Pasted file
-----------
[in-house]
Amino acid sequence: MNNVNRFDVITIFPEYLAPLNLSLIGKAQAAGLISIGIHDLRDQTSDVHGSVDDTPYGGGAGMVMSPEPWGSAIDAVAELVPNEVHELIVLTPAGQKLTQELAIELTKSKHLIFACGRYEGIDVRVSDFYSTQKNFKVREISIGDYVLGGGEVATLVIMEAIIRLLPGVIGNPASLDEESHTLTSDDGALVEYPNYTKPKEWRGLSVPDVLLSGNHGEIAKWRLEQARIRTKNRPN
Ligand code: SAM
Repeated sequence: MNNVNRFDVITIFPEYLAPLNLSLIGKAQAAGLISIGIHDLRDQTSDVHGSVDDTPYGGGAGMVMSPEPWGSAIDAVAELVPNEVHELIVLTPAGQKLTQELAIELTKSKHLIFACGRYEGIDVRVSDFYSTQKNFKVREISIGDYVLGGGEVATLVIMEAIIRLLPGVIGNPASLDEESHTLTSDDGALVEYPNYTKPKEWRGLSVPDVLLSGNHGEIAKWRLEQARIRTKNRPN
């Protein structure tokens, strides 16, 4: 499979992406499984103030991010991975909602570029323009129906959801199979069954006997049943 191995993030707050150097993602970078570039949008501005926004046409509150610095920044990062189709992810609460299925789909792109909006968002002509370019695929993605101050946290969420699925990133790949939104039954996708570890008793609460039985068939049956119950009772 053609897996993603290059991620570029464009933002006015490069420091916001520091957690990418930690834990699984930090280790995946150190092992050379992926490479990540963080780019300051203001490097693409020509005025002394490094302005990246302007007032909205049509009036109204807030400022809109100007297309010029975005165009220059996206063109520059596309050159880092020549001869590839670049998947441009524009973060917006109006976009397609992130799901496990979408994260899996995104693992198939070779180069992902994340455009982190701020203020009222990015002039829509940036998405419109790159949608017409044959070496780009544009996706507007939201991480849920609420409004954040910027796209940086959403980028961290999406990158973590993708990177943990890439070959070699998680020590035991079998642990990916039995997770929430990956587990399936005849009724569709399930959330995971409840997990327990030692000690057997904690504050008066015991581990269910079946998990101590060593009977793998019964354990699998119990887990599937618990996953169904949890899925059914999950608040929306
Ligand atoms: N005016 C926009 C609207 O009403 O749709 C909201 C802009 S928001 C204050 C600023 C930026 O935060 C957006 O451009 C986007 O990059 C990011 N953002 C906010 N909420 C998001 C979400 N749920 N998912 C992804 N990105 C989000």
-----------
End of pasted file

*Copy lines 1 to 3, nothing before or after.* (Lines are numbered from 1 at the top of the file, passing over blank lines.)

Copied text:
[in-house]
Amino acid sequence: MNNVNRFDVITIFPEYLAPLNLSLIGKAQAAGLISIGIHDLRDQTSDVHGSVDDTPYGGGAGMVMSPEPWGSAIDAVAELVPNEVHELIVLTPAGQKLTQELAIELTKSKHLIFACGRYEGIDVRVSDFYSTQKNFKVREISIGDYVLGGGEVATLVIMEAIIRLLPGVIGNPASLDEESHTLTSDDGALVEYPNYTKPKEWRGLSVPDVLLSGNHGEIAKWRLEQARIRTKNRPN
Ligand code: SAM